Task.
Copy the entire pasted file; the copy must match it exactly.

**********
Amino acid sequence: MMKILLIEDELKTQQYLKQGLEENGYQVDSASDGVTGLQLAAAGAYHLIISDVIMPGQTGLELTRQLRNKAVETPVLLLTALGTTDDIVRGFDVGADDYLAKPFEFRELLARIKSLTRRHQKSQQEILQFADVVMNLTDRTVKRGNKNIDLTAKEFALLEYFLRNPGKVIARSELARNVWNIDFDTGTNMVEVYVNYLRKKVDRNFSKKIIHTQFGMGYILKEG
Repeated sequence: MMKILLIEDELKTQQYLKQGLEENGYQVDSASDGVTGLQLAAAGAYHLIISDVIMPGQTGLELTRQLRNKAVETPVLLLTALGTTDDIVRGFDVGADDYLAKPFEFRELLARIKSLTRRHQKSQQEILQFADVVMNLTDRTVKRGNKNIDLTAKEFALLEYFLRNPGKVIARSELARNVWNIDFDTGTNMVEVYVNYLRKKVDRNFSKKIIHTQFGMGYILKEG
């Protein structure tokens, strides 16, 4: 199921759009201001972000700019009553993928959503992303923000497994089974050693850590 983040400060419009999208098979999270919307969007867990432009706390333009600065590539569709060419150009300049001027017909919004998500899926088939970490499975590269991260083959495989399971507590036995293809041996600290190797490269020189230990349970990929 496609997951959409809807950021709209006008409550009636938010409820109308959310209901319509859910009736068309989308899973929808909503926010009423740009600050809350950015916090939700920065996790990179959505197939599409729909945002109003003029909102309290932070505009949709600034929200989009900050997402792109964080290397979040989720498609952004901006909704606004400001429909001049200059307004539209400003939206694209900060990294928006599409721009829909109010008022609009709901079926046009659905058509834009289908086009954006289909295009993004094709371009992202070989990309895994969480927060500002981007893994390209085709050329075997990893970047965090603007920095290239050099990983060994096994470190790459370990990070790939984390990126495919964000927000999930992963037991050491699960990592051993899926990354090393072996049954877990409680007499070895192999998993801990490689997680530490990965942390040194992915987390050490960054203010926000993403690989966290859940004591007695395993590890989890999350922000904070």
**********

Amino acid sequence: MMKILLIEDELKTQQYLKQGLEENGYQVDSASDGVTGLQLAAAGAYHLIISDVIMPGQTGLELTRQLRNKAVETPVLLLTALGTTDDIVRGFDVGADDYLAKPFEFRELLARIKSLTRRHQKSQQEILQFADVVMNLTDRTVKRGNKNIDLTAKEFALLEYFLRNPGKVIARSELARNVWNIDFDTGTNMVEVYVNYLRKKVDRNFSKKIIHTQFGMGYILKEG
Repeated sequence: MMKILLIEDELKTQQYLKQGLEENGYQVDSASDGVTGLQLAAAGAYHLIISDVIMPGQTGLELTRQLRNKAVETPVLLLTALGTTDDIVRGFDVGADDYLAKPFEFRELLARIKSLTRRHQKSQQEILQFADVVMNLTDRTVKRGNKNIDLTAKEFALLEYFLRNPGKVIARSELARNVWNIDFDTGTNMVEVYVNYLRKKVDRNFSKKIIHTQFGMGYILKEG
């Protein structure tokens, strides 16, 4: 199921759009201001972000700019009553993928959503992303923000497994089974050693850590 983040400060419009999208098979999270919307969007867990432009706390333009600065590539569709060419150009300049001027017909919004998500899926088939970490499975590269991260083959495989399971507590036995293809041996600290190797490269020189230990349970990929 496609997951959409809807950021709209006008409550009636938010409820109308959310209901319509859910009736068309989308899973929808909503926010009423740009600050809350950015916090939700920065996790990179959505197939599409729909945002109003003029909102309290932070505009949709600034929200989009900050997402792109964080290397979040989720498609952004901006909704606004400001429909001049200059307004539209400003939206694209900060990294928006599409721009829909109010008022609009709901079926046009659905058509834009289908086009954006289909295009993004094709371009992202070989990309895994969480927060500002981007893994390209085709050329075997990893970047965090603007920095290239050099990983060994096994470190790459370990990070790939984390990126495919964000927000999930992963037991050491699960990592051993899926990354090393072996049954877990409680007499070895192999998993801990490689997680530490990965942390040194992915987390050490960054203010926000993403690989966290859940004591007695395993590890989890999350922000904070």